Because large trucks can cause devastating injury in an accident, truck drivers should be as alert as possible to prevent collisions on the road. Given that some truckers go for long drives on highways in Ohio and into other states, it is possible for truck drivers to experience fatigue after a while.
A fatigued trucker is less likely to pay attention to the outside world. Worse, the driver may fall asleep and veer into a collision. The National Safety Council explains different factors that may contribute to a drowsy trucker.
Lack of sleep
Truck drivers may only get a couple of hours of sleep between shifts, which is often not enough to provide proper refreshment. Even after a brief rest, a trucker is likely to feel tired again after a short while. The National Sleep Foundation suggests that sleeping for at least seven hours should allow for sufficient rest.
Some truckers feel the pressure to make a route in the shortest amount of time. This could be dangerous if a truck driver does not get any rest along the way. Making a stop every couple of hours could offer enough relief to help a trucker stay alert for the rest of the trip. In some instances, truckers stop to catch a nap, so they do not risk falling asleep behind the wheel.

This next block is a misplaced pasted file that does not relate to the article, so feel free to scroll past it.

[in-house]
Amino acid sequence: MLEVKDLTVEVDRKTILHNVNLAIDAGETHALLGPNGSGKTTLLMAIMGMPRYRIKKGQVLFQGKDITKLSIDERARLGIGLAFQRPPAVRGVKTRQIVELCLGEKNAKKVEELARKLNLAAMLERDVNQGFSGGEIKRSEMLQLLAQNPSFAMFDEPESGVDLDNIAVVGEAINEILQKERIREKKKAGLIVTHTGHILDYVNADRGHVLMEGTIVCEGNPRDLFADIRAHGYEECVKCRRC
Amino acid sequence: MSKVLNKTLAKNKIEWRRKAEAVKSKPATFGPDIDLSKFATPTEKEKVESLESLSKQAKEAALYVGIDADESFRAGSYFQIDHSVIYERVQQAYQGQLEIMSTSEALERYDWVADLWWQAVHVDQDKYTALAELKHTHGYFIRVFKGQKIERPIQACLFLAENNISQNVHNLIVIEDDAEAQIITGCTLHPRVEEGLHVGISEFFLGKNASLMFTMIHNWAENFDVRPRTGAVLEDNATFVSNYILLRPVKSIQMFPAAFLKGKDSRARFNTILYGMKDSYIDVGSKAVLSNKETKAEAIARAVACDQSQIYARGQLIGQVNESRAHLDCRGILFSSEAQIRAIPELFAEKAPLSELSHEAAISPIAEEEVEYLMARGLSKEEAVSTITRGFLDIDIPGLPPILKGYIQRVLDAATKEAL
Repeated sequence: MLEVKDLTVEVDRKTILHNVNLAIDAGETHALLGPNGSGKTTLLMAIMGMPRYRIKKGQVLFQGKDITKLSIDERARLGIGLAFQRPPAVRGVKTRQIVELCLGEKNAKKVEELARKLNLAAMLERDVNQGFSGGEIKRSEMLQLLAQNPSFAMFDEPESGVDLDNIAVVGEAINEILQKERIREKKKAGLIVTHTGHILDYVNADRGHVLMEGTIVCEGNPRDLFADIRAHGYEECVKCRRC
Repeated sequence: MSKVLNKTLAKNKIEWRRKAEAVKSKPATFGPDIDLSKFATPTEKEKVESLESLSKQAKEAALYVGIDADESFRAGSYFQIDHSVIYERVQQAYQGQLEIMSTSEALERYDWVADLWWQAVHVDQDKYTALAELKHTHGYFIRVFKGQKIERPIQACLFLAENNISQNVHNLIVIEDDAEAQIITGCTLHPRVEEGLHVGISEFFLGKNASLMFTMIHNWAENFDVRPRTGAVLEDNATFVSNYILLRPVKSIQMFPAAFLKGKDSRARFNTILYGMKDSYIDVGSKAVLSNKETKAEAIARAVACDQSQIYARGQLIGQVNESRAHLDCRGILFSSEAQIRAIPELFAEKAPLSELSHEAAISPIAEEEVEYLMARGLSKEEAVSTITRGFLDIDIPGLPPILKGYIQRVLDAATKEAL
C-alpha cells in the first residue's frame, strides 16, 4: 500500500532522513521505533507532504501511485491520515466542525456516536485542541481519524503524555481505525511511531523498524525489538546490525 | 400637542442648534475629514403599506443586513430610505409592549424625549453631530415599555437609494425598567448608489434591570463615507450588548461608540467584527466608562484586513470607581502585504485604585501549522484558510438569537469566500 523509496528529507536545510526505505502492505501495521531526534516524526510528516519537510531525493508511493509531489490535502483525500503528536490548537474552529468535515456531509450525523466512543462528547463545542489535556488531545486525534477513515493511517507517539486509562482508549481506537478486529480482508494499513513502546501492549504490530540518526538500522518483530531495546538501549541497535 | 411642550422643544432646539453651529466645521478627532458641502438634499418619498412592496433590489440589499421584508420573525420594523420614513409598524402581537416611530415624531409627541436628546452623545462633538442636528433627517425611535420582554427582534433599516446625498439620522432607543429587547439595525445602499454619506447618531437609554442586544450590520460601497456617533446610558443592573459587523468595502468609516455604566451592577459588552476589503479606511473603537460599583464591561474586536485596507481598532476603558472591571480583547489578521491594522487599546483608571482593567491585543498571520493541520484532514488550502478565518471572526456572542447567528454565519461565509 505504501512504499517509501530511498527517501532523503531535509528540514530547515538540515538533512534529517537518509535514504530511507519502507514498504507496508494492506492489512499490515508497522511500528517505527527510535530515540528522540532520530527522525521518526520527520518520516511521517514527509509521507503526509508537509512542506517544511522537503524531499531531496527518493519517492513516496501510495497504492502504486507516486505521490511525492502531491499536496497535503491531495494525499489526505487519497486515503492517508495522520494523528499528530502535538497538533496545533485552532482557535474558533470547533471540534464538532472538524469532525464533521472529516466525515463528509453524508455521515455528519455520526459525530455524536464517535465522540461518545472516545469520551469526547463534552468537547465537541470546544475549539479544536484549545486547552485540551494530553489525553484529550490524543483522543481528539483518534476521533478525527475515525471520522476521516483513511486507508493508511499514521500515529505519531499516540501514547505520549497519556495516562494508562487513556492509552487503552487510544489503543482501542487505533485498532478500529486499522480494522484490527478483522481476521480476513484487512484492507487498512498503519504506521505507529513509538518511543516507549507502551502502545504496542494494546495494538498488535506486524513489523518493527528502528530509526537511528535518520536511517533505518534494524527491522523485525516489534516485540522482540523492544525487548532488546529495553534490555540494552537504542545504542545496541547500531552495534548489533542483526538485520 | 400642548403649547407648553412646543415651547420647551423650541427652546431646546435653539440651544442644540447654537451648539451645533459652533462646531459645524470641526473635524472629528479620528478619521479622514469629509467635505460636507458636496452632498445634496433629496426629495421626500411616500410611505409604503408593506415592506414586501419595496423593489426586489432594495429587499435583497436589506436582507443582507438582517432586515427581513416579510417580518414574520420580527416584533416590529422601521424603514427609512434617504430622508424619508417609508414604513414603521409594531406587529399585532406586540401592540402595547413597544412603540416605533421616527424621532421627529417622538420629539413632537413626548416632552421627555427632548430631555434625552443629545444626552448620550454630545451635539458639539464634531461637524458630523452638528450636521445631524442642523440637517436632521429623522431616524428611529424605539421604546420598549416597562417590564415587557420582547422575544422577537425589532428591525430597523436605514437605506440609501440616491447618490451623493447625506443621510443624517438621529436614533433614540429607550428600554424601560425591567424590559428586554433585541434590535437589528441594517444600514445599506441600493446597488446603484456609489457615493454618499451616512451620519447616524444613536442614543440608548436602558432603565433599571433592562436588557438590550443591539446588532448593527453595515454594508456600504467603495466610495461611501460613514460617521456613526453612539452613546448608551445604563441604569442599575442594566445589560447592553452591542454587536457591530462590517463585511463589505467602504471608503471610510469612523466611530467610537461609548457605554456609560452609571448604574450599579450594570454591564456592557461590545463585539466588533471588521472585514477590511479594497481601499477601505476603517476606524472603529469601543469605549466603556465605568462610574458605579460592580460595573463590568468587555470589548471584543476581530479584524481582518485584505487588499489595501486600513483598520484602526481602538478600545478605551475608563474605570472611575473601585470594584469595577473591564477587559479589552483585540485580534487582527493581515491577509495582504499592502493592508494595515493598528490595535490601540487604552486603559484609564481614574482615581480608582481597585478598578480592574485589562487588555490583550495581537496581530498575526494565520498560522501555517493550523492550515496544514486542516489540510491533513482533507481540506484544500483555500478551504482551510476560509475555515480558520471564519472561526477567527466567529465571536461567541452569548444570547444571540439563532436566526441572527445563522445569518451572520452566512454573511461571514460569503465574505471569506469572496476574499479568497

Traveling during unusual periods
If you have a long and active night when you are usually awake during the day, you will probably feel fatigued and have problems concentrating as the evening progresses. This same problem can affect truck drivers. Truckers that choose night shifts might not adjust their sleeping schedules to sleep during the day. This abrupt shift in active hours could result in inattentive and fatigued driving.
In the event you experience a collision with a big truck, the truck driver may be responsible due to insufficient sleep or just carelessness. However, depending on the circumstances, other parties could bear liability for causing an accident and injury.